MD&A Critical Accounting Estimates (continued)
• Proposed rule would require management to identify and describe
  in the MD&A
   – each “critical accounting estimate”
   – the methodology underlying the estimate
   – the assumptions concerning the highly uncertain aspects of the
      estimate
   – the reasons why different estimates could have been used
   – any known trends, events or uncertainties that are reasonably
      likely to materially affect the estimate’s methodology or
      assumptions



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           New Sarbanes-Oxley Rules
   MD&A Critical Accounting Estimates (continued)
• In addition, the proposed new MD&A disclosure must include a
  “quantitative analysis” intended to show the “sensitivity” of the
  company’s financial condition to changes in the estimates
• Either of two methods can be used for the quantitative “sensitivity
  analysis:”
   – Assume that “reasonably possible ” changes to the company’s
      assumptions will occur over the next year; or
   – Assume that the accounting estimate is changed to the upper
      end and lower end of “reasonably possible” outcomes
• Whichever method is used, the company must discuss and
  quantify the impact of the changed assumptions on the
  company’s financial performance, if material

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                                          New Sarbanes-Oxley Rules
                                  MD&A Critical Accounting Estimates (continued)
                                        Probabilistic Decision Analysis
                            • The preamble to the proposed rule states the company should
                              also disclose “estimated probabilities where applicable ”
                            • This presumably refers to probabilistic decision analysis
                            • The recently adopted ASTM “Standard Guide for Estimating
                              Monetary Costs and Liabilities for Environmental Matters”
                              (May 2001) encourages the use of probabilistic decision analysis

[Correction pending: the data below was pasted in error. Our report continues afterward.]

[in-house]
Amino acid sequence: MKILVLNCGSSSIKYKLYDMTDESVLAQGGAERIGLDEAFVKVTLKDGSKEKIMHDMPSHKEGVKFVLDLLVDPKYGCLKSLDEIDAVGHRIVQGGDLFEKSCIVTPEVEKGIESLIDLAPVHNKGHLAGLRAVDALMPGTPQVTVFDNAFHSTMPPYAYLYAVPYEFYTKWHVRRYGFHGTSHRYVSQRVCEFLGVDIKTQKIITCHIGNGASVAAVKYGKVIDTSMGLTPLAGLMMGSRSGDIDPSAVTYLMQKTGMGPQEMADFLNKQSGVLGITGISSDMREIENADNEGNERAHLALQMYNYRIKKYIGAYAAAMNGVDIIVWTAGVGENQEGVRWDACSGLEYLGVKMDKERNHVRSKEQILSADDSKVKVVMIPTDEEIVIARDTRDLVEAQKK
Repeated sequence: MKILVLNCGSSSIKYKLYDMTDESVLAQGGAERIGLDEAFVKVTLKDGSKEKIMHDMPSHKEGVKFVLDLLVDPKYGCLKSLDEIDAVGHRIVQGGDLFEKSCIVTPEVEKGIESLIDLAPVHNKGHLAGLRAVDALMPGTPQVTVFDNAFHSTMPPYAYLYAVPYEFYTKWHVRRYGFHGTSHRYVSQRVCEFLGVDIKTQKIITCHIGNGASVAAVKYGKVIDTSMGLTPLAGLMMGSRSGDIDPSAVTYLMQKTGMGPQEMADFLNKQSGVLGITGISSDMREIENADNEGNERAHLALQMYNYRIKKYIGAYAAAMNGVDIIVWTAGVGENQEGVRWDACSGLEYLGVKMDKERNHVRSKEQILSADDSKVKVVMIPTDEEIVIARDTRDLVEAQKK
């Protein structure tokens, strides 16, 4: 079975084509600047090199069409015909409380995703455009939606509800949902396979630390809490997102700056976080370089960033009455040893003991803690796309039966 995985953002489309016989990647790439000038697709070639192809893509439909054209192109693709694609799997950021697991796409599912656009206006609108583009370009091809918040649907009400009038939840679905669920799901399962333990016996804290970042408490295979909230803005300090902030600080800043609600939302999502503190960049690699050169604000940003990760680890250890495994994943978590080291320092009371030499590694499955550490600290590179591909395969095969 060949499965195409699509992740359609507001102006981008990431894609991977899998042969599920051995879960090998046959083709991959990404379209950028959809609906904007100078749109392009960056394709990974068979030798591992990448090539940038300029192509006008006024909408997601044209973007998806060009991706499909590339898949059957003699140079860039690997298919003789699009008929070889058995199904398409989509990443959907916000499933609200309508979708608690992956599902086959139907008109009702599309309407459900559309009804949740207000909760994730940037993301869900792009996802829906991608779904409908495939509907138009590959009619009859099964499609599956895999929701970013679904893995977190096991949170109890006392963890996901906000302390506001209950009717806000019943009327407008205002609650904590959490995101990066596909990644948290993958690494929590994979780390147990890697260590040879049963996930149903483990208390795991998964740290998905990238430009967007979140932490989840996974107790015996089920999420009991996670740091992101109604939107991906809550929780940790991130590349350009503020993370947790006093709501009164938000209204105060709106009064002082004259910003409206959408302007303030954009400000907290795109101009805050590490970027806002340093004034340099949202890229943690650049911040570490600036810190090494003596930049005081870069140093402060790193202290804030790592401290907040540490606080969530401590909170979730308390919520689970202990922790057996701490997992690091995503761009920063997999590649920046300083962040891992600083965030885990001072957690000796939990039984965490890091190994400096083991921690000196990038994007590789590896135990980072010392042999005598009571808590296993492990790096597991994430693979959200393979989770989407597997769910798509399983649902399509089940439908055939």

• An investor group has petitioned the SEC to formally adopt the
                              ASTM Standard for estimating environmental liabilities
                            • Probabilistic decision analysis can generate:
                               – an “expected value” -- the probability weighted average of
                                 the various outcomes, and
                               – a “probability distribution”
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                                         New Sarbanes-Oxley Rules
                                 MD&A Critical Accounting Estimates (continued)
                                   Probabilistic Decision Analysis -- Example
                            6%


                            5%
Probability of Occurrence




                            4%                                     Expected Value $20.3 Million


                            3%


                            2%


                            1%


                            0%
                                 $0   $4   $8   $12        $16         $20        $24     $28     $32   $36    $40
                                                                 Dollars (Millions)




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           New Sarbanes-Oxley Rules
   MD&A Critical Accounting Estimates (continued)
         Probabilistic Decision Analysis
 • Probabilistic decision analysis is a useful case management tool
 • However, it can present serious problems if it is attempted to be
   used for accrual and disclosure purposes
 • Does it tell us a “best estimate?”
 • Does it tell us the low and high ends of the range?
 • Attorneys, accountants and economists will grapple with these
   issues




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              New Sarbanes-Oxley Rules
    Standards of Professional Conduct for Attorneys
                       Overview
• Partial final rules were adopted January 29, 2003 and became
  effective on August 5, 2003
• Applies to attorneys who are “appearing and practicing” before
  the SEC -- broadly defined; can include all of us
• Such attorneys who “become aware” of evidence of material
  violations of securities laws, fiduciary duties or “similar” laws
  must report such violations “up the ladder” to senior management
  -- CLO, CEO or Board of Directors
• Senior management must then make an “appropriate response” to
  the Reporting Attorney
• Proposed “noisy withdrawl” requirement remains proposed --
  requires withdrawl from representation and notification to SEC

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   Standards of Professional Conduct for Attorneys
                     “Attorney”
• “Attorney” is anyone admitted to practice and acting in legal
  position within context of attorney-client relationship
• Includes both inside and outside counsel